“FortisBC has been transparent about their intent to pursue these proposed changes, but have acknowledged they need to do further work to assess the environmental and social costs versus benefits,” said Khelsilem, councillor and spokesperson for the Nation. “Before making a decision on whether to amend the Squamish Nation Environmental Assessment Agreement, we will conduct our own due diligence about the proposed changes in the coming months, and evaluate whether the proposed changes are acceptable compared to what is presently approved.”

FortisBC will be applying to the provincial Environmental Assessment Office for amendments to its already granted Environmental Assessment Certificate.

The provincial EA Certificate was granted in 2016.

The amendments themselves won't be filed until later this year.

In the next couple of weeks, an amendment description document will be submitted to the EAO, Wales said.

Engagement will occur for a few months before the official amendment application.

"We are following the EAO's amendment process. Some of the timing of these things are subject to their discretion," Wales said.

The public comment period, for example, is set by the EAO.

Other changes to the plan, that are not proposed within Squamish, include increasing the size of the two electric compressors at the Coquitlam compressor station and building an additional three-kilometre section of pipeline adjacent to the existing pipeline, near the Eagle Mountain compressor station "to increase reliability of natural gas supply to Woodfibre LNG."

My Sea to Sky’s Tracey Saxby said while the group appreciates that FortisBC is “finally” responding to the community’s concerns regarding the proposed compressor station on Mount Mulligan, members still have many concerns about the proposed Woodfibre LNG project.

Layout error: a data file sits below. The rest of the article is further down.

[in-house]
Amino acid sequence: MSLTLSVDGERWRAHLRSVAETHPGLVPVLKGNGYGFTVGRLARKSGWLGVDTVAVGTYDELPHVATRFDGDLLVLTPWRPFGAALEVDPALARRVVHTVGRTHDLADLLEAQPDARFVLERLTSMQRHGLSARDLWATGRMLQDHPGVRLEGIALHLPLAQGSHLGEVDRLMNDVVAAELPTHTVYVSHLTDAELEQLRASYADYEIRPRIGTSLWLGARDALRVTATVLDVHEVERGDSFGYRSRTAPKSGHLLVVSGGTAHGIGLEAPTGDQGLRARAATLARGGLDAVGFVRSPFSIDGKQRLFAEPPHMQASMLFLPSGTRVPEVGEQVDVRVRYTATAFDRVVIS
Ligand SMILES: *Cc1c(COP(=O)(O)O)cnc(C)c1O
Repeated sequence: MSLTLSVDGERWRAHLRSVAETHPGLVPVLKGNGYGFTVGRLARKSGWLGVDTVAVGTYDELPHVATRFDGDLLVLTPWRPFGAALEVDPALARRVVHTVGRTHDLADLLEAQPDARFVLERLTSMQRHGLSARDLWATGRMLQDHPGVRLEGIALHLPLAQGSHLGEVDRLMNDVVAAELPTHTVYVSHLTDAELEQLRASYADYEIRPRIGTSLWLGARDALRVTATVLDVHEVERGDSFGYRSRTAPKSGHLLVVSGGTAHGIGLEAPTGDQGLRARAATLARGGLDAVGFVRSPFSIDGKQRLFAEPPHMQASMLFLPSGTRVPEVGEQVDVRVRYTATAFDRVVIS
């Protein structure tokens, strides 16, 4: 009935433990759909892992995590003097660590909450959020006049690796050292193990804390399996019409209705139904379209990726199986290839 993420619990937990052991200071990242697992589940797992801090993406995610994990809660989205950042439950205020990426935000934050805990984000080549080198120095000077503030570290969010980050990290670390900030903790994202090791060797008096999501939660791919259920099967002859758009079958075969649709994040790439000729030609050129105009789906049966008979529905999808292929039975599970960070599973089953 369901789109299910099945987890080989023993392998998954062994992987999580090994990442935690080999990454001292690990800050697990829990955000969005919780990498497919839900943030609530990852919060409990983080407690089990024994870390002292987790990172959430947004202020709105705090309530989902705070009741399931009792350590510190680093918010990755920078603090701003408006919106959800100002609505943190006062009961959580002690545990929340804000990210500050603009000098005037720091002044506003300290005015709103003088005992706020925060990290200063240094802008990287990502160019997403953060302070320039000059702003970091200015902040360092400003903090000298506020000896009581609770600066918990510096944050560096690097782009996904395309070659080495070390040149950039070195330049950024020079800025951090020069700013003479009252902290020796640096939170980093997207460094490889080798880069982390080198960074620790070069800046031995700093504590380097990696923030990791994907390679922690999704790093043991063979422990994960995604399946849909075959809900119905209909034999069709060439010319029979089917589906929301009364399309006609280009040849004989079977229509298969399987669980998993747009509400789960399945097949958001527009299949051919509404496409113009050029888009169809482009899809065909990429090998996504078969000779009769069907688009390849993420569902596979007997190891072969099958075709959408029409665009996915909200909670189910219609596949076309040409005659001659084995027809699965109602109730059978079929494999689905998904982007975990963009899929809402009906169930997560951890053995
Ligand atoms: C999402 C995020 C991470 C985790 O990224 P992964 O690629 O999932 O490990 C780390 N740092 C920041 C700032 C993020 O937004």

“This amendment still does not address the significant increase in local air pollution and greenhouse gases if the relocated compressor station is running on natural gas,” she said, questioning why the station slated for the Woodfibre site would not be electric. 

“We are disappointed that our safety concerns about locating a 24-inch high pressure gas pipeline in close proximity to residents and businesses in Ravens Plateau, Finch Drive and Industrial Way are still being ignored,” she said.

 “We encourage FortisBC to address these outstanding concerns before submitting their amendment to the BC Environmental Assessment Office.”

Saxby said the group still opposes the project, despite these changes.

“Building new fossil fuel infrastructure that will lock us into decades of greenhouse gas pollution is reckless and irresponsible when we are facing a climate emergency. Business as usual is no longer an option,” she said.

Public meetings will take place in Squamish regarding the proposed changes, Wales said.

Should all go according to plan, shovels could be in the ground on the pipeline in 2021.

Woodfibre LNG has yet to announce a Final Investment Decision. A decision is expected this year.

*Please note, this story has been updated since it was first posted to include a comment from My Sea to Sky and later the Squamish Nation spokesperson.